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    In ‘Hunger,’ first her body became a ‘crime scene,’ then a ‘fortress’

    david vogin for the boston globe

    Of the many terms Roxane Gay uses in her wrenching new memoir to describe her body — “broken,” “a cage,” even a “hulking, impermeable mass” — none is more shattering than “a crime scene.” It is shockingly apt.

    Growing up in Nebraska, Gay was 12 when a group of boys, “who were not yet men but knew, already, how to do the damage of men,” raped her. Even as her life unraveled and her self-esteem plummeted, Gay told no one. Then, like a homeowner who installs iron bars on the windows after a robbery, Gay conjured what she believed to be a means of protection from another sexual violation — she gained weight. Pound after pound after pound, Gay transformed her body into what she calls “a fortress.”

    By the time she graduated from high school, Gay had gained 120 pounds — and that was just the beginning.

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    “I was swallowing my secrets and making my body expand and explode,” she writes. “I found ways to hide in plain sight, to keep feeding a hunger that could never be satisfied — the hunger to stop hurting. I made myself bigger. I made myself safer. I created a distinct boundary between myself and anyone who dared to approach me.”

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    “Hunger” is Gay at her most lacerating and probing. She explores her two life cataclysms: her gang rape and what it means to be obese in a society that judges and despises those who are overweight. Gay’s writing is raw, but also merciless when she discusses how the world sees “fat” people (“fat” is Gay’s chosen word) but also looks right through them.

    “This is not a weight-loss memoir, ” Gay writes. “This is not a book that will offer motivation.” Readers should consider themselves warned. The first clue may be the cover shot of a fork. In an extreme close-up, it looks less like an implement associated with the pleasures of food than a pitchfork, its curved tines ready for battle or defense.

    For Gay, it represents both, and she’s honest about the ways she enjoys food, while using it as a shield. She’s also direct in explaining why she prefers to call herself a “victim” rather than a “survivor” of rape.

    “I don’t want to diminish the gravity of what happened. I don’t want to pretend I’m on some triumphant, uplifting journey,” she says. “I don’t want to pretend that everything is okay. I’m living with what happened, moving forward without forgetting. Moving forward without pretending I am unscarred.”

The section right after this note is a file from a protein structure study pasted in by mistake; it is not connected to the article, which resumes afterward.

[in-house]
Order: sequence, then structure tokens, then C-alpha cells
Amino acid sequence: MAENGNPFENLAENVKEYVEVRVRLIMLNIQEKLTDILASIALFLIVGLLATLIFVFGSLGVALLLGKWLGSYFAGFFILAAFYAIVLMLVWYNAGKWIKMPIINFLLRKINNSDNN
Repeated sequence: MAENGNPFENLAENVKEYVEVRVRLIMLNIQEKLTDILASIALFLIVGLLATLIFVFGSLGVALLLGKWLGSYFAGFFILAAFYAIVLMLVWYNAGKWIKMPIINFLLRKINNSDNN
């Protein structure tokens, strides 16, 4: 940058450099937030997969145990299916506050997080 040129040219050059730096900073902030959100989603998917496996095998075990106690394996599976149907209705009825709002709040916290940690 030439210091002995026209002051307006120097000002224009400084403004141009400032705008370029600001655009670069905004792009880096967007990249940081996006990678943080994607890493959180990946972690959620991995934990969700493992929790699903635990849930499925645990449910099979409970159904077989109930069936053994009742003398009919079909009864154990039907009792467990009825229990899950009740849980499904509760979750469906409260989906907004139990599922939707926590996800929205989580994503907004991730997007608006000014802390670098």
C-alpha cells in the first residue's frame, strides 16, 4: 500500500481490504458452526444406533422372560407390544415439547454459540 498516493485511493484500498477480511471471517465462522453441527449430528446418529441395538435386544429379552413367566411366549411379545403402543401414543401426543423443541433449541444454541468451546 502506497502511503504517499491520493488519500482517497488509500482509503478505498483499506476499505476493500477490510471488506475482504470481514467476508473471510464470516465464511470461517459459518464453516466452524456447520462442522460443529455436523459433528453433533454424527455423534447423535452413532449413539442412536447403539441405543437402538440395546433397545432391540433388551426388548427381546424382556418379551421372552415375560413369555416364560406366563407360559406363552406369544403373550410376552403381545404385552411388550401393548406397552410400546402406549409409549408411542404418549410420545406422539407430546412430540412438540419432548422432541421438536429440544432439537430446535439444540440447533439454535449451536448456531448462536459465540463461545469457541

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    “Hunger” also punctures the myth that success heals all wounds. With “Bad Feminist,” her career-making 2014 collection of essays, Gay moved to the A-list of “must-read” authors. She went on book tours, speaking engagements, and appeared on television. She was interviewed for the New York Times Magazine and gave a well received TED talk. This was a heady time, but also one filled with uneasiness about her weight.

    “Every part of me becomes exposed to the camera. There is no hiding the truth of me,” she writes. Ours is a society obsessed with petite waistlines and rock-hard abs. Tabloid headlines scream about which celebrity is eating herself to death (such stories tend to focus on women) and who has the best beach body. We don’t just watch our own weight; we watch everyone else’s. That preoccupation fuels shows like “The Biggest Loser,” which Gay calls “an unholy union of capitalism and the weight-loss industrial complex,” and “My 600-lb Life,” which if you haven’t watched it, don’t. It is body-shaming tyranny.

    If this seems like so much guilt-inducing drudgery, it’s not. Anyone familiar with Gay’s books or tweets knows she also wields a dagger-sharp wit. She calls her loving parents her “personal Obesity Crisis Intervention team,” pushing back against their well-intentioned nagging about diets and spas. She even pokes at Oprah Winfrey, whose own weight battles are legion. When she watches Winfrey say on a Weight Watchers commercial, “Inside every overweight woman is a woman she knows she can be,” Gay thinks, “I ate that thin woman and she was delicious but unsatisfying.

    Early in “Hunger,” Gay writes, “The story of my body is not a story of triumph.” No one should interpret that to mean this is a story of defeat. Gay has done much more than survive, despite events that could have destroyed a weaker heart and soul. She has persevered and succeeded not just as a writer but as a woman coping, on her own terms, with scars both forced and self-inflicted.

    “I have tried to make peace with this body. I have tried to love or at least tolerate this body in a world that displays nothing but contempt for it,” Gay writes. “I have tried to move on from the trauma that compelled me to create this body . . . I have been silent about my story in a world where people assume they know the why of my body, or any fat body. And now, I am choosing to no longer be silent.” HUNGER: A Memoir of (My) Body

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    By Roxane Gay

    Harper, 320 pp., $25.99

    Renée Graham can be reached at renee.graham@globe.com.